Acquiring a conviction for something can be quite powerful because it is something from within oneself. By definition, conviction is “a firmly held belief or opinion” and therefore distances itself from being truthful or factual. But when one believes strongly in their own conviction, just for it then to be dismissed or ruled simply as an opinion, it can be hard for people to accept. That’s why in any case, especially conviction in an investment, one must go about it in a methodical process. I intend to go through this process using my own conviction in Bitcoin as an example.
It goes without saying that in order to have conviction in something, you need to first identify it and have some allegiance to it in some way. Once that is done, you will naturally gain knowledge as you seek to understand more about it. For instance, in my own experience, as I looked for investment opportunities, I identified Bitcoin as an interesting proposition. After subsequent research, I made a small investment, yet never truly attained real conviction. It is from this point that one should deeply invest their own time into researching further and reading as much as possible to reinforce knowledge on your topic. Only once you have done this will you start to feel as though you are building conviction in something. I had this after reading the seminal book ‘The Bitcoin Standard’ by Saifedean Ammous. This was my lightbulb moment.
As distinguished in the introduction, conviction is an opinion and as much as other people may agree with your opinions, others will not. Therefore, instead of becoming one-sided, disillusioned, and frustrated with the opposing viewpoint, you should embrace it. You will never truly build conviction if you don’t take the time to understand the other side. I continually question Bitcoin as a store of value or digital property by listening to antagonists such as Peter Schiff. Whilst listening to his views only strengthens my own personal conviction of Bitcoin, it does at least provide me with both sides of the argument. It is worth remembering things change fast and what may be great today, could easily be brushed aside tomorrow, and for that reason, one should repeatedly challenge their own convictions.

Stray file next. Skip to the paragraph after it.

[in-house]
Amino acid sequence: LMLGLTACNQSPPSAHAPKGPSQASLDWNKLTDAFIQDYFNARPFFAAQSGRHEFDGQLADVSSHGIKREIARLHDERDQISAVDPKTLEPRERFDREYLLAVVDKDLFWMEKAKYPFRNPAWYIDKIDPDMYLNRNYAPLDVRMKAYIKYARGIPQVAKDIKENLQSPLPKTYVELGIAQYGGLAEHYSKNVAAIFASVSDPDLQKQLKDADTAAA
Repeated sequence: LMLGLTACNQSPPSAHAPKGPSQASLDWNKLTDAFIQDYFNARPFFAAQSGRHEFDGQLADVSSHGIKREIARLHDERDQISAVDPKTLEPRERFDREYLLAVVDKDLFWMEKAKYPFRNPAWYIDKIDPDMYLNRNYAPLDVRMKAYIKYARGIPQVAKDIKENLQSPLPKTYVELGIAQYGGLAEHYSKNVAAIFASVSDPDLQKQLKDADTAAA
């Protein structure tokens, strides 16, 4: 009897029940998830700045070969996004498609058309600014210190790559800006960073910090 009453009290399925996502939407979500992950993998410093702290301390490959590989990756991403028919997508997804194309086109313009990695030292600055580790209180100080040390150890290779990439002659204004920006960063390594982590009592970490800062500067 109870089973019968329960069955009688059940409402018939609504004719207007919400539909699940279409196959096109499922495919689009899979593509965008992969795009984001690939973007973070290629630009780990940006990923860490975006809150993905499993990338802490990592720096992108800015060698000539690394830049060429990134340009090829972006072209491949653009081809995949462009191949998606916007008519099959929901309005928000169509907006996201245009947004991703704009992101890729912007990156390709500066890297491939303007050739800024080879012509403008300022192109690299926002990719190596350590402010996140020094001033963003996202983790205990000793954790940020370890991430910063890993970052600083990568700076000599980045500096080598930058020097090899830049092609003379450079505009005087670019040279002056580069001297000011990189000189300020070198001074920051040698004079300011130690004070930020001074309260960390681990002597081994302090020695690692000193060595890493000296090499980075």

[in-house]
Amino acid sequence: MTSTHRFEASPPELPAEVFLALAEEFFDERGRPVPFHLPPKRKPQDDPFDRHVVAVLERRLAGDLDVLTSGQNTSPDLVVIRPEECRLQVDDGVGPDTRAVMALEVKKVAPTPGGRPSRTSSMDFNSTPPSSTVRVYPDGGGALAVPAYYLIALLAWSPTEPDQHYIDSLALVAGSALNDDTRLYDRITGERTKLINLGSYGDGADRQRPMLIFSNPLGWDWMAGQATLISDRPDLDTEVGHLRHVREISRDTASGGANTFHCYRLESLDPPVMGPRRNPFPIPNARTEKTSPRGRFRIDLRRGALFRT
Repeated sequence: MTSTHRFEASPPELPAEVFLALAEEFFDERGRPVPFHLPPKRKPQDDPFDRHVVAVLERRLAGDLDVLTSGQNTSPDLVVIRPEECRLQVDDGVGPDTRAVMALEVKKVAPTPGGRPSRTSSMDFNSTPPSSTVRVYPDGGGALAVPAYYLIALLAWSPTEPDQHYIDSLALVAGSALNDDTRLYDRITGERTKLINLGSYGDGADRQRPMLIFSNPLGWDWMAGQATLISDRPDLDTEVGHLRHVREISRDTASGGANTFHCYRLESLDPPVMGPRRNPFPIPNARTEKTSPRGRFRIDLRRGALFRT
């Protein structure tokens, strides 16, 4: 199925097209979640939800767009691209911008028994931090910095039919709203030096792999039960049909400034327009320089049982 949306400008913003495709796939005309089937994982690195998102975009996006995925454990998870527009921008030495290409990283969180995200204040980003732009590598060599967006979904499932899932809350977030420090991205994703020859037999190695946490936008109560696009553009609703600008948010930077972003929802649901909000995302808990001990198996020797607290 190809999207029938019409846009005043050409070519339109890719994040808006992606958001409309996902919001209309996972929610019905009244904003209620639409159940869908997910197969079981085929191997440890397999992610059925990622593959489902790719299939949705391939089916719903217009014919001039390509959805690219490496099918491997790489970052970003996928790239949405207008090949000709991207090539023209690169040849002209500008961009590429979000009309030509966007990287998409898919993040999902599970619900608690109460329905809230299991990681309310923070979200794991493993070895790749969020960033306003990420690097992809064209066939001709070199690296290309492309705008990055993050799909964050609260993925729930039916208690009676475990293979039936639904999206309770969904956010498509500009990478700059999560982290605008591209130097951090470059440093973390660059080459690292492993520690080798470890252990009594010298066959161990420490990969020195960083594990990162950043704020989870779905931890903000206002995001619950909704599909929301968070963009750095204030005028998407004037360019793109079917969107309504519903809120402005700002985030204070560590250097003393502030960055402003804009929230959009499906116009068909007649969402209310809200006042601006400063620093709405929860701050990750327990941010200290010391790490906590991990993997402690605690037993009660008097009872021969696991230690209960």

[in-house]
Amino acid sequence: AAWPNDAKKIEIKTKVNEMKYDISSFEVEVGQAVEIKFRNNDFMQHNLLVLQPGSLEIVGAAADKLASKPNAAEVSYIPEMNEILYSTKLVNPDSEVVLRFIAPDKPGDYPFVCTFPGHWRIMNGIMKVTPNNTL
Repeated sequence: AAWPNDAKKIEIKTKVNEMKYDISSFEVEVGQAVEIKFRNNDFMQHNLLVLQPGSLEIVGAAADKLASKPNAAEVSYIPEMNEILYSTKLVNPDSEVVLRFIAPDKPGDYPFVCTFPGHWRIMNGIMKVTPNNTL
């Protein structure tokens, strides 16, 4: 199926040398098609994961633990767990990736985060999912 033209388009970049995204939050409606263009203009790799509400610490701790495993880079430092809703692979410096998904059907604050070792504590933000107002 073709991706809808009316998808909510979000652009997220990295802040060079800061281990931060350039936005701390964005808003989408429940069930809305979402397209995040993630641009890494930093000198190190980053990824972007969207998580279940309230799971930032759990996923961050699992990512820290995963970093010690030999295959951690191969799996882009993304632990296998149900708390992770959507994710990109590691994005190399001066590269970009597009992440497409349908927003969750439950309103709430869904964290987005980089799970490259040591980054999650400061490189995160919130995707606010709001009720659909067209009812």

This point ties in a lot with the first paragraph on becoming knowledgeable on your chosen topic because, naturally, the longer the time frame you have, the greater your conviction will be. This is because you will have spent years of researching and questioning, researching and questioning, and so on. If you build conviction over 20 years, the chances are it is strong otherwise you would have disregarded it a long time ago. I view Bitcoin as a savings account and view it as a minimum 10-year hold. As a result, what the price does in a day, week or month is insignificant. Malcolm Gladwell stated it takes 10,000 hours or roughly 10 years of practice to become an expert in your field. Therefore, if your conviction is short-term, the probability of it coming to fruition is less likely.
Finally, if you believe in something, there’s nothing wrong with being passionate about it. Some convictions can be extremely beneficial to society. In addition, constantly challenging the status quo is what has seen us develop so much as a civilisation. The reason Bitcoin has seen such a meteoric rise since its inception is because of the community’s strong views on self-sovereignty and decentralisation. I share this belief and provide my own viewpoint, which in turn strengthens my own conviction. Having said that, self-reflection is crucial, and just like what was mentioned earlier with questioning your convictions, you should always be open to criticism and look to avoid an unhealthy cult-like mentality. Otherwise, you lose the all-important reasons why you built a conviction in the first place.
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